We want each project to be through the eyes of an individual, and this is David’s vision. Richard Slaney, CEO, Lightroom

“Each of the arrays are hidden behind colour matched acoustically transparent material, making for an unspoilt 360-degree projection surface,” he continues. “The immersive effects that are used in Gareth Fry’s sound design were created with X1’s Wave Field Synthesis (WFS) capabilities to create virtual sources.

“It was key at the Lightroom experience that visitors would be able to localize sound from these reflections no matter where they are within the main space. To achieve this, multiple reflections were distributed along the North and South walls of the venue.

Using WFS, the sound waves converge at a set point in space. These ‘bundled’ waves then reflect from the wall as if there is a point source positioned there, allowing the listener to localize the sound from a position where there is no array. It’s the combination of reflections and even sound coverage across the space that make this experience alive with sound,” explains Kirsh.”

For Kirsh, the installation further cements Holoplot’s growing reputation as one of the biggest disruptors on the AV map.

“We’d like to think so,” he affirms. “More often than not, visuals are prioritized meaning audio is often an afterthought. Our 3D Audio-Beamforming and WFS capabilities allow us to tackle even the worst acoustic spaces, without impacting the desired aesthetics or compromising on audio functionality. The user doesn’t have to choose between an immersive or stereo setup. The system can provide both, without the need to physically reposition the units.

“Lightroom isn’t the first project where our technology is completely hidden. X1 systems inside Illuminairum in Las Vegas, Masjid Misr, Africa’s largest mosque and the soon to open MSG Sphere all have an invisible HOLOPLOT system in common.

“Our technology is highly flexible, providing unseen before immersive, as well as acoustic problem-solving capabilities. Our technology simply eradicates the either/or approach to a project. The visuals at Lightroom exist in perfect harmony with the audio.”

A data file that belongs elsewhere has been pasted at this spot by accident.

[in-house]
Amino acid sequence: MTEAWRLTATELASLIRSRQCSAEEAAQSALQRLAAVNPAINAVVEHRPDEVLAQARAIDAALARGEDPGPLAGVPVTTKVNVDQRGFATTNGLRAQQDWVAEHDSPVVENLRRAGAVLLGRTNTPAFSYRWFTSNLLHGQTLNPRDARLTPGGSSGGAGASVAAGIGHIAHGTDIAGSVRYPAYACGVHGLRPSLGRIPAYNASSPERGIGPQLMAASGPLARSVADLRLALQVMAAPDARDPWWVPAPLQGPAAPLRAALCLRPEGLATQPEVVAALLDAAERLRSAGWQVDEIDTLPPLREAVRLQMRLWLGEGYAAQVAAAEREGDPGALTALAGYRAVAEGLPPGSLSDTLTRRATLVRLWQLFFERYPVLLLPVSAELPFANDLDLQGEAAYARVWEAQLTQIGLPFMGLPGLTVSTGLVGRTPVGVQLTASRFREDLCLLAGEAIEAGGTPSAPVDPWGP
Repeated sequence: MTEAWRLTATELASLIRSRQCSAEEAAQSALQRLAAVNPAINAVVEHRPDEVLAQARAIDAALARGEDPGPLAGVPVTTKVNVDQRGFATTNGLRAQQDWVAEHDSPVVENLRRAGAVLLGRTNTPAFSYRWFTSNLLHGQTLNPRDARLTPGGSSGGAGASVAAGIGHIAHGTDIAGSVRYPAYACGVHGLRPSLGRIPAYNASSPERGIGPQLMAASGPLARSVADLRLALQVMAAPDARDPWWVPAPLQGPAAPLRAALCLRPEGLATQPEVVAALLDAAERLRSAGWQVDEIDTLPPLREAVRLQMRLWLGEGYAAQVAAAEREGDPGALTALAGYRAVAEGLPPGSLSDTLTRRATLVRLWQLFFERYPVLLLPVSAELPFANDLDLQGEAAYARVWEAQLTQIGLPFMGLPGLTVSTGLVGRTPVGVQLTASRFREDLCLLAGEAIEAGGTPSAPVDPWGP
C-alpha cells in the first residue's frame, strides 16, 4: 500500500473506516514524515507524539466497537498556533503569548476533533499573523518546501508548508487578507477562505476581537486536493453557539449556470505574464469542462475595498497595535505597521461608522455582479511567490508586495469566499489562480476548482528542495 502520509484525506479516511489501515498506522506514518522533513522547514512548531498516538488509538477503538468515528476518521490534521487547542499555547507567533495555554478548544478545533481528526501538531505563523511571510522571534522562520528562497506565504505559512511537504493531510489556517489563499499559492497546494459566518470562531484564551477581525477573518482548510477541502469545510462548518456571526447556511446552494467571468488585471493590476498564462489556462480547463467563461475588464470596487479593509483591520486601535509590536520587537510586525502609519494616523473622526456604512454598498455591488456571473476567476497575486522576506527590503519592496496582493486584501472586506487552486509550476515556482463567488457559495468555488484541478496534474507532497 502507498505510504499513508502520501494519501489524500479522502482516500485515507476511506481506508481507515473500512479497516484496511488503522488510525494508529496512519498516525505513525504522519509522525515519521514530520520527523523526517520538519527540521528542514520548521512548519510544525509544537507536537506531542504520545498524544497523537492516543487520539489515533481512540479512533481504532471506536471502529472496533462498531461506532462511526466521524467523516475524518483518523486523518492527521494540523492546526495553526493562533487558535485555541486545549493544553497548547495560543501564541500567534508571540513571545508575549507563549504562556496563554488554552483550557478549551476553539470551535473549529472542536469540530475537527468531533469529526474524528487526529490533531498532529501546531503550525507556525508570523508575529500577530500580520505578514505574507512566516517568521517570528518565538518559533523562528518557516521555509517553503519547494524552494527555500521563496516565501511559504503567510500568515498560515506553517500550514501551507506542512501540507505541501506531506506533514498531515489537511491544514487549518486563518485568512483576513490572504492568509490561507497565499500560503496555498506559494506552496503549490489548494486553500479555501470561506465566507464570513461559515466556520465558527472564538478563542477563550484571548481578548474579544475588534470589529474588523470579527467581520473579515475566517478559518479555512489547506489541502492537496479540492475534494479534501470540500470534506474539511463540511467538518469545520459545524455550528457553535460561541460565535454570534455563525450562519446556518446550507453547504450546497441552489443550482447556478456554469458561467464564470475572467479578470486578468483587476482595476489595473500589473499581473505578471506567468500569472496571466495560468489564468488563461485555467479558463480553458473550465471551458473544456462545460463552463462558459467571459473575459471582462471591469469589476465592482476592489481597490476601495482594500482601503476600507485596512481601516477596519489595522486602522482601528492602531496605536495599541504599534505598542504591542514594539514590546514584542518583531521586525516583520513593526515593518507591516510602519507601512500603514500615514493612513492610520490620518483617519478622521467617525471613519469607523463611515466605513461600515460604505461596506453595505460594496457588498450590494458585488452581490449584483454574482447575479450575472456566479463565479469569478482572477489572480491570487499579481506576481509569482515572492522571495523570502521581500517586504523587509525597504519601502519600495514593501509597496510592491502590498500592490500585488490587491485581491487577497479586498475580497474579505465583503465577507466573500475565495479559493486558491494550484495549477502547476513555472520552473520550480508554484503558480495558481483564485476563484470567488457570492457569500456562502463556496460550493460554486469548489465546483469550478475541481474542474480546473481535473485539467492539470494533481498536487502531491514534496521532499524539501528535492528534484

The Hockney collaboration at Lightroom is only the first in what promises to be a busy programme of events, showcases, and exhibitions to be held at the new space over the coming weeks and months. Each will undoubtedly come with its own particular set of AV objectives and challenges, and according to Kirsh, the Holoplot system is ready and waiting to be put through its paces.

“Choosing X1, Lightroom has set itself up for the future,” he says. “The next show they produce could be a rock’n’roll show, a narrated documentary, or classical music piece - our technology removes any boundaries to creativity. More traditional exhibitions in museums, with display cases etc. could benefit from our technology’s unique multi zone concept capability. Creating tightly defined listening zones inside an exhibition creates unseen before freedom for audiences by removing the need for headphones completely. Visitors simply walk in or out of a zone to listen to the audio accompanying the specific exhibit.”

For Lightroom’s Slaney, both the Holoplot system and the concept of the space as a whole have raised the bar on what is possible with regard to the future of AV collaborative projects. For him, the aim will always be to harness the power of technology to service the artist’s vision. And on this evidence, that goal has been achieved to the fullest.

“Someone described it to me as the intimacy of a podcast on the scale of an iMAX,” Slaney closes, “which I think it is. It’s intimate but not overwhelming. It’s an immersive experience but it’s very personal, emotional, and there’s story in it.

“The joy of this venue is that we don’t have to close shows to open another. We can run things day-by-day, so it opens up a lot of possibilities. Through the eyes of whoever the person may be, we’ll look to music, art, science… we always want to collaborate with the person. We want each project to be through the eyes of an individual, and this is David’s vision.”